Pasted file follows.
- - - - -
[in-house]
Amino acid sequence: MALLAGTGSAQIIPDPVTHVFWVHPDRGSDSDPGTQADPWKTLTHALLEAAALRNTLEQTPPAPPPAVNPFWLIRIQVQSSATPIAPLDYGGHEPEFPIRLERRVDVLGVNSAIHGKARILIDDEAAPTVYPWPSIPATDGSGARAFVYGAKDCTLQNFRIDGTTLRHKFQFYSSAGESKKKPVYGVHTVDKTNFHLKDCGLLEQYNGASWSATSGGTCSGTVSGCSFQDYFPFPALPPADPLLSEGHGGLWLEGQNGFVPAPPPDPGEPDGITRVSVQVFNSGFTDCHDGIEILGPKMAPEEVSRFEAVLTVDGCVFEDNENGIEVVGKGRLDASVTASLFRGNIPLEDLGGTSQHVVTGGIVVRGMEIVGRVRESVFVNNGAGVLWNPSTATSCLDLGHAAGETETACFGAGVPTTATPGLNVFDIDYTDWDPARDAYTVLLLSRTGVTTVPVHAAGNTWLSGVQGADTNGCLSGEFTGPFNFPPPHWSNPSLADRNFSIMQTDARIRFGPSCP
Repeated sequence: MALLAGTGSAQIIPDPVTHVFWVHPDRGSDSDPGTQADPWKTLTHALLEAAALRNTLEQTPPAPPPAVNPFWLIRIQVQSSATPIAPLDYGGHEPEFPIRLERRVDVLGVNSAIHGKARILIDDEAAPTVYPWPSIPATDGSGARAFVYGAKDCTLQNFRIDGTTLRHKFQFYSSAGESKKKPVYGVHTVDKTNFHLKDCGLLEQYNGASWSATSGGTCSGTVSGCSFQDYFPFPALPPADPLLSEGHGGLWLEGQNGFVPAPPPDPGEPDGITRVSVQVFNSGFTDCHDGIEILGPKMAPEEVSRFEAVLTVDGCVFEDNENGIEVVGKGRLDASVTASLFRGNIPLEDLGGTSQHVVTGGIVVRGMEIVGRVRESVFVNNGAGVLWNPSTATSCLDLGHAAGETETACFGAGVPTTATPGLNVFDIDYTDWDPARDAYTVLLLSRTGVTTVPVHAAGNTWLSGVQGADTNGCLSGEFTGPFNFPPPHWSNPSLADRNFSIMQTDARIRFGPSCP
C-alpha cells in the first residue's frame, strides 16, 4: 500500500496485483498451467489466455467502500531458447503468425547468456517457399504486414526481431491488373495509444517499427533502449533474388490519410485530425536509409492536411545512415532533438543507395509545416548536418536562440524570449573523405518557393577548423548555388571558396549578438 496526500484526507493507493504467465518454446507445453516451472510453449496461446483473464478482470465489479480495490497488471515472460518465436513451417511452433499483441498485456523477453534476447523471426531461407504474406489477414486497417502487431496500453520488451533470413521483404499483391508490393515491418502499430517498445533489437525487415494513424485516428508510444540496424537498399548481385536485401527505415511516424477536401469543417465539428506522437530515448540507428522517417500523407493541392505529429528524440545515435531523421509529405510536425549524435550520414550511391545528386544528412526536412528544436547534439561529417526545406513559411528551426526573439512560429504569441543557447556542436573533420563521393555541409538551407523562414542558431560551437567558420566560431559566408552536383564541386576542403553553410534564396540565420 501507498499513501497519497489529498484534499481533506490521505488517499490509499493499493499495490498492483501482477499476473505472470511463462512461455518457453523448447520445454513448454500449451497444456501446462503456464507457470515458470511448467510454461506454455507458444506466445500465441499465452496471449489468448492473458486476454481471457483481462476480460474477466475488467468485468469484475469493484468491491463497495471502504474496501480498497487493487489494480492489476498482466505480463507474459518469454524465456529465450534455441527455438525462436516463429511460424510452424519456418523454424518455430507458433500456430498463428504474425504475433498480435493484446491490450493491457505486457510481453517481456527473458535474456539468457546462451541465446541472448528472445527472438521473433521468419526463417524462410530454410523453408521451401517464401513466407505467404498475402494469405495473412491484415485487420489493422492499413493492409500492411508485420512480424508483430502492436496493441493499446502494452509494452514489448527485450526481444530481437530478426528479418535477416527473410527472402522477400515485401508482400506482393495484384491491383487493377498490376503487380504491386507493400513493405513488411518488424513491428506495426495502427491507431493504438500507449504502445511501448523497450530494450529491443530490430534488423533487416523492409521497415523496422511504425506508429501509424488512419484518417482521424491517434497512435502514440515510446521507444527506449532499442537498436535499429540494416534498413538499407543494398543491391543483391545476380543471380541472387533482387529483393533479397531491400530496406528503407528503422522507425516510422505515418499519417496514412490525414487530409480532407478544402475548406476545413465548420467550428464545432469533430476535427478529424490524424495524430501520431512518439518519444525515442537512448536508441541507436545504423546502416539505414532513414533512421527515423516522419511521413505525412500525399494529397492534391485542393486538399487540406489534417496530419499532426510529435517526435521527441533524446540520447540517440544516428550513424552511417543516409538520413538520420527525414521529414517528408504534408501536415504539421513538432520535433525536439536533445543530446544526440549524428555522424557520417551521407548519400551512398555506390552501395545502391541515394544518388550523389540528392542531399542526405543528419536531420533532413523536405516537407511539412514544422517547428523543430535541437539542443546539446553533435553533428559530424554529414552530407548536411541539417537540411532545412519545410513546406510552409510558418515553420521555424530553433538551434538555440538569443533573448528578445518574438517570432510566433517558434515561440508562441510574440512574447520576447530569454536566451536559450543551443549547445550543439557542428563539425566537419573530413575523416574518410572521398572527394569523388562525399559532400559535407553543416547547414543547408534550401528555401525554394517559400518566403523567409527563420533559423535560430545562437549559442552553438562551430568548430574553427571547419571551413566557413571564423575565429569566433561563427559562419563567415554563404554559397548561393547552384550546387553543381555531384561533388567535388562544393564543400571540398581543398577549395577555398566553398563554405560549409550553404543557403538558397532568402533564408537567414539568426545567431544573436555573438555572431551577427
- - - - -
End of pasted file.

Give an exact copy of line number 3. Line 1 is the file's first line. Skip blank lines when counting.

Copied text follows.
Repeated sequence: MALLAGTGSAQIIPDPVTHVFWVHPDRGSDSDPGTQADPWKTLTHALLEAAALRNTLEQTPPAPPPAVNPFWLIRIQVQSSATPIAPLDYGGHEPEFPIRLERRVDVLGVNSAIHGKARILIDDEAAPTVYPWPSIPATDGSGARAFVYGAKDCTLQNFRIDGTTLRHKFQFYSSAGESKKKPVYGVHTVDKTNFHLKDCGLLEQYNGASWSATSGGTCSGTVSGCSFQDYFPFPALPPADPLLSEGHGGLWLEGQNGFVPAPPPDPGEPDGITRVSVQVFNSGFTDCHDGIEILGPKMAPEEVSRFEAVLTVDGCVFEDNENGIEVVGKGRLDASVTASLFRGNIPLEDLGGTSQHVVTGGIVVRGMEIVGRVRESVFVNNGAGVLWNPSTATSCLDLGHAAGETETACFGAGVPTTATPGLNVFDIDYTDWDPARDAYTVLLLSRTGVTTVPVHAAGNTWLSGVQGADTNGCLSGEFTGPFNFPPPHWSNPSLADRNFSIMQTDARIRFGPSCP